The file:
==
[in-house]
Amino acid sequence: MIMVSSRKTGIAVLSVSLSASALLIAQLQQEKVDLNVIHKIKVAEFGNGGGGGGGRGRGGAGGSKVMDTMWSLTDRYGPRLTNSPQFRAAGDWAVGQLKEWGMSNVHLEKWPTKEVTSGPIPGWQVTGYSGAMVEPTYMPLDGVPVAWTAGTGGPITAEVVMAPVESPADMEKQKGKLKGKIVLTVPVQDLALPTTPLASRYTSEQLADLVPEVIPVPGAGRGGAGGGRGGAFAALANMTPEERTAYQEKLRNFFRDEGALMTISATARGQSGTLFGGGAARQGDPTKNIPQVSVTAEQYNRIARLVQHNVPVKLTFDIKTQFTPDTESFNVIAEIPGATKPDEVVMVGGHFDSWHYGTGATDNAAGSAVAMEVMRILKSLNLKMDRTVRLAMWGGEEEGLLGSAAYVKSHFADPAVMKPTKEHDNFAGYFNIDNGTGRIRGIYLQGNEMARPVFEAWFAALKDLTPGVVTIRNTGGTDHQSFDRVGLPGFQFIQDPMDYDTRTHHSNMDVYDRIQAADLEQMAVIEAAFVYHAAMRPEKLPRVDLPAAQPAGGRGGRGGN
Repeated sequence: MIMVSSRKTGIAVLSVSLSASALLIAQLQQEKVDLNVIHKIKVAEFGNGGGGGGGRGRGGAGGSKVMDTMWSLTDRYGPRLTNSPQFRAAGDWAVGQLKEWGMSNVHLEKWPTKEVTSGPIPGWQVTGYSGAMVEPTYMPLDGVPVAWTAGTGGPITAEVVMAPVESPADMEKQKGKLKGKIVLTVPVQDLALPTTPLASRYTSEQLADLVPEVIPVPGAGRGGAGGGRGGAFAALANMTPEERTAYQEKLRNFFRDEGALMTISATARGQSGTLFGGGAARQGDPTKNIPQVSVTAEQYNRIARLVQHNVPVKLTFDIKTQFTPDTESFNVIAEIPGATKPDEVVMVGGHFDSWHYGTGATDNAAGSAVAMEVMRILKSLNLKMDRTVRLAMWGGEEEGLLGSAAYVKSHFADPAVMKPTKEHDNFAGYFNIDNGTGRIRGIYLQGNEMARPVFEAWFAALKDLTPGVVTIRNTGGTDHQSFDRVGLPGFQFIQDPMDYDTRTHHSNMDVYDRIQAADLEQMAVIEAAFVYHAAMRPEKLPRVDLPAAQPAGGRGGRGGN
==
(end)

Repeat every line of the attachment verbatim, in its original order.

[in-house]
Amino acid sequence: MIMVSSRKTGIAVLSVSLSASALLIAQLQQEKVDLNVIHKIKVAEFGNGGGGGGGRGRGGAGGSKVMDTMWSLTDRYGPRLTNSPQFRAAGDWAVGQLKEWGMSNVHLEKWPTKEVTSGPIPGWQVTGYSGAMVEPTYMPLDGVPVAWTAGTGGPITAEVVMAPVESPADMEKQKGKLKGKIVLTVPVQDLALPTTPLASRYTSEQLADLVPEVIPVPGAGRGGAGGGRGGAFAALANMTPEERTAYQEKLRNFFRDEGALMTISATARGQSGTLFGGGAARQGDPTKNIPQVSVTAEQYNRIARLVQHNVPVKLTFDIKTQFTPDTESFNVIAEIPGATKPDEVVMVGGHFDSWHYGTGATDNAAGSAVAMEVMRILKSLNLKMDRTVRLAMWGGEEEGLLGSAAYVKSHFADPAVMKPTKEHDNFAGYFNIDNGTGRIRGIYLQGNEMARPVFEAWFAALKDLTPGVVTIRNTGGTDHQSFDRVGLPGFQFIQDPMDYDTRTHHSNMDVYDRIQAADLEQMAVIEAAFVYHAAMRPEKLPRVDLPAAQPAGGRGGRGGN
Repeated sequence: MIMVSSRKTGIAVLSVSLSASALLIAQLQQEKVDLNVIHKIKVAEFGNGGGGGGGRGRGGAGGSKVMDTMWSLTDRYGPRLTNSPQFRAAGDWAVGQLKEWGMSNVHLEKWPTKEVTSGPIPGWQVTGYSGAMVEPTYMPLDGVPVAWTAGTGGPITAEVVMAPVESPADMEKQKGKLKGKIVLTVPVQDLALPTTPLASRYTSEQLADLVPEVIPVPGAGRGGAGGGRGGAFAALANMTPEERTAYQEKLRNFFRDEGALMTISATARGQSGTLFGGGAARQGDPTKNIPQVSVTAEQYNRIARLVQHNVPVKLTFDIKTQFTPDTESFNVIAEIPGATKPDEVVMVGGHFDSWHYGTGATDNAAGSAVAMEVMRILKSLNLKMDRTVRLAMWGGEEEGLLGSAAYVKSHFADPAVMKPTKEHDNFAGYFNIDNGTGRIRGIYLQGNEMARPVFEAWFAALKDLTPGVVTIRNTGGTDHQSFDRVGLPGFQFIQDPMDYDTRTHHSNMDVYDRIQAADLEQMAVIEAAFVYHAAMRPEKLPRVDLPAAQPAGGRGGRGGN